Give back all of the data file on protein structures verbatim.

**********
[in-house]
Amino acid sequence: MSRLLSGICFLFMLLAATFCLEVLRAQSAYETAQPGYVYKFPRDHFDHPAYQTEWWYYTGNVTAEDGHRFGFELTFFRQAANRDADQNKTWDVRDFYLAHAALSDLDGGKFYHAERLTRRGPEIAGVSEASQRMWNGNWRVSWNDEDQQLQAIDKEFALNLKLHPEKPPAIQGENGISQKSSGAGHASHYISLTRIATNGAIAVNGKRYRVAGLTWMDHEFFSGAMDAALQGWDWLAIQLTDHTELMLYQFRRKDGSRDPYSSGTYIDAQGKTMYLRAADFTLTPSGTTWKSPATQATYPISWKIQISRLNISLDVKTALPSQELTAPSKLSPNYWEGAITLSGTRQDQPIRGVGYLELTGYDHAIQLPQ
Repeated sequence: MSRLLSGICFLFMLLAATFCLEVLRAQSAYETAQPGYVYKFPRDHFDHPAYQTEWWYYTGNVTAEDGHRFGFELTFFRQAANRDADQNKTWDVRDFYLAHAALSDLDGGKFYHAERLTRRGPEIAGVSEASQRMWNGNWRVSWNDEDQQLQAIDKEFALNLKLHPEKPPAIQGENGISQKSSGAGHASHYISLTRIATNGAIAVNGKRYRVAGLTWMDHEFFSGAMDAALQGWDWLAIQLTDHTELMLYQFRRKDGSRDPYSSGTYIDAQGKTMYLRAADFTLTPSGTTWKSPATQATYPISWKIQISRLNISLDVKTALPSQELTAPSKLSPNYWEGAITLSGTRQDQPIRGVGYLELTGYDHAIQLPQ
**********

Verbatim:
[in-house]
Amino acid sequence: MSRLLSGICFLFMLLAATFCLEVLRAQSAYETAQPGYVYKFPRDHFDHPAYQTEWWYYTGNVTAEDGHRFGFELTFFRQAANRDADQNKTWDVRDFYLAHAALSDLDGGKFYHAERLTRRGPEIAGVSEASQRMWNGNWRVSWNDEDQQLQAIDKEFALNLKLHPEKPPAIQGENGISQKSSGAGHASHYISLTRIATNGAIAVNGKRYRVAGLTWMDHEFFSGAMDAALQGWDWLAIQLTDHTELMLYQFRRKDGSRDPYSSGTYIDAQGKTMYLRAADFTLTPSGTTWKSPATQATYPISWKIQISRLNISLDVKTALPSQELTAPSKLSPNYWEGAITLSGTRQDQPIRGVGYLELTGYDHAIQLPQ
Repeated sequence: MSRLLSGICFLFMLLAATFCLEVLRAQSAYETAQPGYVYKFPRDHFDHPAYQTEWWYYTGNVTAEDGHRFGFELTFFRQAANRDADQNKTWDVRDFYLAHAALSDLDGGKFYHAERLTRRGPEIAGVSEASQRMWNGNWRVSWNDEDQQLQAIDKEFALNLKLHPEKPPAIQGENGISQKSSGAGHASHYISLTRIATNGAIAVNGKRYRVAGLTWMDHEFFSGAMDAALQGWDWLAIQLTDHTELMLYQFRRKDGSRDPYSSGTYIDAQGKTMYLRAADFTLTPSGTTWKSPATQATYPISWKIQISRLNISLDVKTALPSQELTAPSKLSPNYWEGAITLSGTRQDQPIRGVGYLELTGYDHAIQLPQ